Climate Change and the Collapse of Slavery at the Stratford Hall Plantation in Late 1700s Westmoreland County, Virginia

By Eden Rakes

Faculty Mentor: Professor Pamela Grothe

Models used in climate predictions today are dependent on paleoclimate proxies, or recorders of past climate conditions. Eastern oyster shells contain oxygen isotopes that have the potential to be valuable paleoclimate proxies of seasonal changes in the Chesapeake Bay. Numerous oyster shells were found within infilled slave quarters dating to the 1700s at Stratford Hall Plantation. The fact that these slave quarters were backfilled when slavery was still prevalent in nearby regions is surprising. It is hypothesized that localized climate perturbations may have played a role in the abandonment of these slave quarters, as the 1700s took place during the Little Ice Age (LIA), a time when Europe and North America endured cold winters and only mild summers. Oxygen isotopes within the Stratford Hall fossil oyster shells were compared with oyster shells collected in 2019 to test their suitability as paleoclimate proxies and better understand the decline in slave quarters at Stratford Hall. Although the oxygen isotopes were lighter in the fossil oysters, further analysis must be conducted to better understand how differences in salinity between the collection sites of the fossil and modern oysters are affecting the results.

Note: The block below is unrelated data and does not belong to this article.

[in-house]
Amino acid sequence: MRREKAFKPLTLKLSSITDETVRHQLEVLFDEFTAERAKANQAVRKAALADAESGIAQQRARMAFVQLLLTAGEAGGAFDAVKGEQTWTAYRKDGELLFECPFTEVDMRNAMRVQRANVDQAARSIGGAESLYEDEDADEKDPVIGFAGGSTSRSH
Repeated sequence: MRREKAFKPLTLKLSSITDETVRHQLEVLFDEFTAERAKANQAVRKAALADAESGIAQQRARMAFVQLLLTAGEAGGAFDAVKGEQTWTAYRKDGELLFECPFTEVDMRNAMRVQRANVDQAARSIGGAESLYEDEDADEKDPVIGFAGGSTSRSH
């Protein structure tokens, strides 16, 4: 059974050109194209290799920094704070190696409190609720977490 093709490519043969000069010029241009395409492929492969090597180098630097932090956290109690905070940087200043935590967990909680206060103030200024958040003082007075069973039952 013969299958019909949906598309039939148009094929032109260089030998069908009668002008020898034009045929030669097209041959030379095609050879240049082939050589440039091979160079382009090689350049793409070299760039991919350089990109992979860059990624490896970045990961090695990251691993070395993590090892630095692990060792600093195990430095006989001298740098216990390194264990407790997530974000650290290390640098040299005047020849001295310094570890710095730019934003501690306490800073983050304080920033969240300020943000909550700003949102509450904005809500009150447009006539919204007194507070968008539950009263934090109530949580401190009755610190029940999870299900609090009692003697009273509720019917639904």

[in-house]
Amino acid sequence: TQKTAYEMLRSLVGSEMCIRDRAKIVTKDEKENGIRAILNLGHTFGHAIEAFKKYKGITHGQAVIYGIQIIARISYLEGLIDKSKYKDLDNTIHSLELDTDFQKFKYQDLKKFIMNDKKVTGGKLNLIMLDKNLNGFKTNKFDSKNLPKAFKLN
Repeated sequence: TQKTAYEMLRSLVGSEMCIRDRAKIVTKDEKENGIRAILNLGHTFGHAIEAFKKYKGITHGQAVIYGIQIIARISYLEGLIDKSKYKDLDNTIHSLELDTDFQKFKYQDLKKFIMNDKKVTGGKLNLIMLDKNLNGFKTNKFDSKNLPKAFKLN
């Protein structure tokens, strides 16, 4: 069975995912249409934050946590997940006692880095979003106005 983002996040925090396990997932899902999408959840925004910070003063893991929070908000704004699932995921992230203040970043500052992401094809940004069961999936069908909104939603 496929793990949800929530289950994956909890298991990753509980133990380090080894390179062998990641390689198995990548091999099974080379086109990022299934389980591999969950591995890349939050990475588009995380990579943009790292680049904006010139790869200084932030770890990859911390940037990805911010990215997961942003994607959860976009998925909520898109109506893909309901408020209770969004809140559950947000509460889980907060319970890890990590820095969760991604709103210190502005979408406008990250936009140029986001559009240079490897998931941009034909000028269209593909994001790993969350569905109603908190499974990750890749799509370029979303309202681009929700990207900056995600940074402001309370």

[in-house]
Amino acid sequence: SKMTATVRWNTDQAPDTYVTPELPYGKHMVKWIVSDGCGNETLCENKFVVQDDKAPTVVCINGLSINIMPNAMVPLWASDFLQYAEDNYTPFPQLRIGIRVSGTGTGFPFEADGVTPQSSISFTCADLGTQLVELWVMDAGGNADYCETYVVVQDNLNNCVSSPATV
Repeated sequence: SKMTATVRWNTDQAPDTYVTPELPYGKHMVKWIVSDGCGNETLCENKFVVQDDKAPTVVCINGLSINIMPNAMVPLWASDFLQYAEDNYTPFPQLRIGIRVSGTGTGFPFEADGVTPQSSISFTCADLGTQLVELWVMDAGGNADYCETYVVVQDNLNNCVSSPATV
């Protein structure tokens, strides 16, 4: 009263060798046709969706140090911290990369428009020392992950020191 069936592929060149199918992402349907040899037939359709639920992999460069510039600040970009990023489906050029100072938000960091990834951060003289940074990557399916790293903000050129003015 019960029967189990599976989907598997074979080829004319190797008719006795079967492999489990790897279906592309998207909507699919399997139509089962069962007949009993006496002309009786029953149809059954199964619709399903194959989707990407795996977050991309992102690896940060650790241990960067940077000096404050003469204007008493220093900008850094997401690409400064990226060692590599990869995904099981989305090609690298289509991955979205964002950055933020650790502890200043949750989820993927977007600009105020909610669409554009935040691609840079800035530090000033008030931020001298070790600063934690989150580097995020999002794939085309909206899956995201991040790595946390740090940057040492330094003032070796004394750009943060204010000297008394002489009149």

3 Replies to “Climate Change and the Collapse of Slavery at the Stratford Hall Plantation in Late 1700s Westmoreland County, Virginia”

  1. Eden (and Pam),

    Great presentation; the data are surprising though! One would expect oxygen isotopes to be heavier in oysters if the waters were colder, correct? Does salinity play a role in the fractionation of oxygen isotopes? Were there no modern oysters from the Potomac River to collect for comparison (I’m just wondering why the Rappahannock oysters were used for modern).

    1. Yes, salinity plays a large role in the oxygen isotopes (we would need to quantify it for this system with independent temperature proxies) so we can’t use it as an absolute value of warmer vs. colder. We more want to look at the seasonal changes. The add on the Potomac fossil oysters was after we started looking at the moderns (we used Rappahannock River because ease of access and our collaborators at VIMS don’t go to the Potomac). Neil had started with the fossils at Stratford Hall so we’ve added that part on as of recent cool little story of Little Ice Age climate/seasonal variability and its connection to the local slave plantation. I’m hoping to get a modern study in the Potomac set up this summer but I think the proof of concept is there, that the oysters do a good job recording seasonal variability.

      To answer your question more directly – Stratford Hall is slightly more fresh than where the Rappahannock River oysters were taken, which would account the the “lighter” value.

  2. Fascinating! I love this combination of science and history.
    We just talked about oxygen isotopes and climate change in environmental geochemistry today and this poster makes me want to learn more.

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